and will discuss other options for determining the water vapor overburden during the SOFIA Early Science shared-risk
SOFIA, the Stratospheric Observatory for Infrared Astronomy, is an airborne observatory that will study the universe in
the infrared spectrum. A Boeing 747-SP aircraft will carry a 2.5 m telescope designed to make sensitive infrared
measurements of a wide range of astronomical objects. In 2008, SOFIA's primary mirror was demounted and coated for
the first time. After reintegration into the telescope assembly in the aircraft, the alignment of the telescope optics was
repeated and successive functional and performance testing of the fully integrated telescope assembly was completed on
the ground. The High-speed Imaging Photometer for Occultations (HIPO) was used as a test instrument for aligning the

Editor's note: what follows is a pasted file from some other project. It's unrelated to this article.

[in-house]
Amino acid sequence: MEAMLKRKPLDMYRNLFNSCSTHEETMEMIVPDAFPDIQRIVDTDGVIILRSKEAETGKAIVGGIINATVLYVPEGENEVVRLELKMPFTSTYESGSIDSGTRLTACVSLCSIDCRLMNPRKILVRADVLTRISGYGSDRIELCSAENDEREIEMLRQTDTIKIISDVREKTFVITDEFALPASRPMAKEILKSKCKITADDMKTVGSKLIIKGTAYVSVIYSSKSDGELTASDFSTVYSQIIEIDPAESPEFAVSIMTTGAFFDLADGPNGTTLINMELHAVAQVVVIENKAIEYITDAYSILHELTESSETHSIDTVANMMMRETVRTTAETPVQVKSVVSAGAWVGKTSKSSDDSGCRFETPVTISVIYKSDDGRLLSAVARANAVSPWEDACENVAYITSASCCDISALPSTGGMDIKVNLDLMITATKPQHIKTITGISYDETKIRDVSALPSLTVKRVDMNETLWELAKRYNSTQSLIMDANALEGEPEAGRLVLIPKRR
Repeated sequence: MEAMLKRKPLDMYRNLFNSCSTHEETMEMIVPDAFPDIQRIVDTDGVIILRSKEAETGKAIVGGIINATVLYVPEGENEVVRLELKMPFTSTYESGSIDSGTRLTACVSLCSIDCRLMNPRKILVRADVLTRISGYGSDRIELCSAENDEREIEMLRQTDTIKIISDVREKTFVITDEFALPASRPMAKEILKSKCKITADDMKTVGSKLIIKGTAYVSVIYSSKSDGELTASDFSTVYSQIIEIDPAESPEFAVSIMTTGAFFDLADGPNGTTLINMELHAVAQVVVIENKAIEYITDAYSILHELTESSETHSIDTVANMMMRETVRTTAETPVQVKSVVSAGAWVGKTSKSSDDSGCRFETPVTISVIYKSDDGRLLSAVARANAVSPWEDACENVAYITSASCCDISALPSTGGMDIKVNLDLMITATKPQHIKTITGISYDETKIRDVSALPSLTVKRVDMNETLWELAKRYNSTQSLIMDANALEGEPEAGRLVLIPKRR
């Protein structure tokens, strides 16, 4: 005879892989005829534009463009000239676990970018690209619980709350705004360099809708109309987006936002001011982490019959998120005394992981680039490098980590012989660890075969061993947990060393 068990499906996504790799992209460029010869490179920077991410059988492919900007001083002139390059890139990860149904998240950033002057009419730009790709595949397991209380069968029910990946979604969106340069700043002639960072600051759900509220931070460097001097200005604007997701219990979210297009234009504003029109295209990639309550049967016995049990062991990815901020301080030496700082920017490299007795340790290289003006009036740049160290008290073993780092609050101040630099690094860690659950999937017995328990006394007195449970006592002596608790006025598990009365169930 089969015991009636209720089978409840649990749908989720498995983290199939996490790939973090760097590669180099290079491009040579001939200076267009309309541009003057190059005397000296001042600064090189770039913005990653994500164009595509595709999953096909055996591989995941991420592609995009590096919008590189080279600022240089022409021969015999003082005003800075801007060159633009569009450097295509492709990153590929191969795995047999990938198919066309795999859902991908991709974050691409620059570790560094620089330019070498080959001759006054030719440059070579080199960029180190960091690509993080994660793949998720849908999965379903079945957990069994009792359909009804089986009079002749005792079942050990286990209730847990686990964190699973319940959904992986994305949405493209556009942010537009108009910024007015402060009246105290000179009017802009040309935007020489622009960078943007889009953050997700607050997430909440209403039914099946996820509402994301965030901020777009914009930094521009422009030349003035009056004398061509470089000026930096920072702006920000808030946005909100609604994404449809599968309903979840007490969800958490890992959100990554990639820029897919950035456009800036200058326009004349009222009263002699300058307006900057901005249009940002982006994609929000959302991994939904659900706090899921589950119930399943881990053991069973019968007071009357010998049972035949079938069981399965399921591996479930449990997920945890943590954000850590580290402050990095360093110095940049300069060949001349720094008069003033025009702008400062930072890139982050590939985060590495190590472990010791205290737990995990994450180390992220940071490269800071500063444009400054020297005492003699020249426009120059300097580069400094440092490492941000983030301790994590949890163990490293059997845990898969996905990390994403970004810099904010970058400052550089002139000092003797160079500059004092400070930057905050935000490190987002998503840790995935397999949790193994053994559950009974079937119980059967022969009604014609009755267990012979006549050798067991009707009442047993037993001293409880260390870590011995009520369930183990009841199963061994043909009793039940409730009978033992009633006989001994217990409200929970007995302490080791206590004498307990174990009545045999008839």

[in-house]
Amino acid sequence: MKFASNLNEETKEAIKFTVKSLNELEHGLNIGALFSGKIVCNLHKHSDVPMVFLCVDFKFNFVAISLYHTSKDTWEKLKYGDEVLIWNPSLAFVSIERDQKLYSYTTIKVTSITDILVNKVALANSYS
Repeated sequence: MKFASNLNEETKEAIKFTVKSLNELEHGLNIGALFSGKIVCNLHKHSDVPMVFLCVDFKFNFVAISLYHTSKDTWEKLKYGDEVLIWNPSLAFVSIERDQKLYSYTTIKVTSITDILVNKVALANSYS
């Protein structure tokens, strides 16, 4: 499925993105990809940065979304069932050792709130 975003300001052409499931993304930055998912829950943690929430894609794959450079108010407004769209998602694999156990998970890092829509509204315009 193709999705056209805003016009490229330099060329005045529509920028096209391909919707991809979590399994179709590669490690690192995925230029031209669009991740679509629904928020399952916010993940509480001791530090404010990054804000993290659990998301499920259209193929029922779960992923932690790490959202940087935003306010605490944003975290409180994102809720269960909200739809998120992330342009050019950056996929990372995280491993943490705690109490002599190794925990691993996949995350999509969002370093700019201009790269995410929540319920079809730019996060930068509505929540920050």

optics and calibrating and tuning the telescope's pointing and control system in preparation for the first science
observations in flight. In this paper, we describe the mirror coating process, the subsequent telescope testing campaigns
and present the results.
The SOFIA Water Vapor Monitor (WVM) is a heterodyne radiometer designed to determine the integrated amount of water vapor along the telescope line of sight and directly to the zenith. The basic technique that was chosen for the WVM uses radiometric measurements of the center and wings of the 183.3 GHz rotational line of water to measure the water vapor. The WVM reports its measured water vapor levels to the aircraft Mission Controls and Communication System (MCCS) while the SOFIA observatory is in normal operation at flight altitude. The water vapor measurements are also available to other scientific instruments aboard the observatory. The electrical, mechanical and software design of the WVM are discussed.